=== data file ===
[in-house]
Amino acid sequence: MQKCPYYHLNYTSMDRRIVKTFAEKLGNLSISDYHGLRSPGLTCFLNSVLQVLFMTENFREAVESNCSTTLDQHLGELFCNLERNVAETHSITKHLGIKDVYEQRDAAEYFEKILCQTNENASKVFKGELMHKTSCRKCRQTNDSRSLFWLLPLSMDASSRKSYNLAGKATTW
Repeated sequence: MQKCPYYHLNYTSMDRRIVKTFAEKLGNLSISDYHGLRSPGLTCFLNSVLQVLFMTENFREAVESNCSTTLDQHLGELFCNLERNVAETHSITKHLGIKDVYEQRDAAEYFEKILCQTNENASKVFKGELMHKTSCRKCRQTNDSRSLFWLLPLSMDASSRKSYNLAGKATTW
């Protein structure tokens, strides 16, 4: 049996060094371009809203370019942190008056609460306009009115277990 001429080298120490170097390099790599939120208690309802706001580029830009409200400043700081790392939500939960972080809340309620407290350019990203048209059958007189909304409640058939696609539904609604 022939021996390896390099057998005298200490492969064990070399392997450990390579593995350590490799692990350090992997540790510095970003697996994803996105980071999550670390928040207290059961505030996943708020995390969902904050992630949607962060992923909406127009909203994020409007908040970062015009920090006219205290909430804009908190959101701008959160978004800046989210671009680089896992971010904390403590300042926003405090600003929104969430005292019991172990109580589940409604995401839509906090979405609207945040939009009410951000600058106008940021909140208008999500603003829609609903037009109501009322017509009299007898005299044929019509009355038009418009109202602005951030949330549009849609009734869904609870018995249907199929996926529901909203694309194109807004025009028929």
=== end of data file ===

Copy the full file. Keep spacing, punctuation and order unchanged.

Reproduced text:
[in-house]
Amino acid sequence: MQKCPYYHLNYTSMDRRIVKTFAEKLGNLSISDYHGLRSPGLTCFLNSVLQVLFMTENFREAVESNCSTTLDQHLGELFCNLERNVAETHSITKHLGIKDVYEQRDAAEYFEKILCQTNENASKVFKGELMHKTSCRKCRQTNDSRSLFWLLPLSMDASSRKSYNLAGKATTW
Repeated sequence: MQKCPYYHLNYTSMDRRIVKTFAEKLGNLSISDYHGLRSPGLTCFLNSVLQVLFMTENFREAVESNCSTTLDQHLGELFCNLERNVAETHSITKHLGIKDVYEQRDAAEYFEKILCQTNENASKVFKGELMHKTSCRKCRQTNDSRSLFWLLPLSMDASSRKSYNLAGKATTW
């Protein structure tokens, strides 16, 4: 049996060094371009809203370019942190008056609460306009009115277990 001429080298120490170097390099790599939120208690309802706001580029830009409200400043700081790392939500939960972080809340309620407290350019990203048209059958007189909304409640058939696609539904609604 022939021996390896390099057998005298200490492969064990070399392997450990390579593995350590490799692990350090992997540790510095970003697996994803996105980071999550670390928040207290059961505030996943708020995390969902904050992630949607962060992923909406127009909203994020409007908040970062015009920090006219205290909430804009908190959101701008959160978004800046989210671009680089896992971010904390403590300042926003405090600003929104969430005292019991172990109580589940409604995401839509906090979405609207945040939009009410951000600058106008940021909140208008999500603003829609609903037009109501009322017509009299007898005299044929019509009355038009418009109202602005951030949330549009849609009734869904609870018995249907199929996926529901909203694309194109807004025009028929």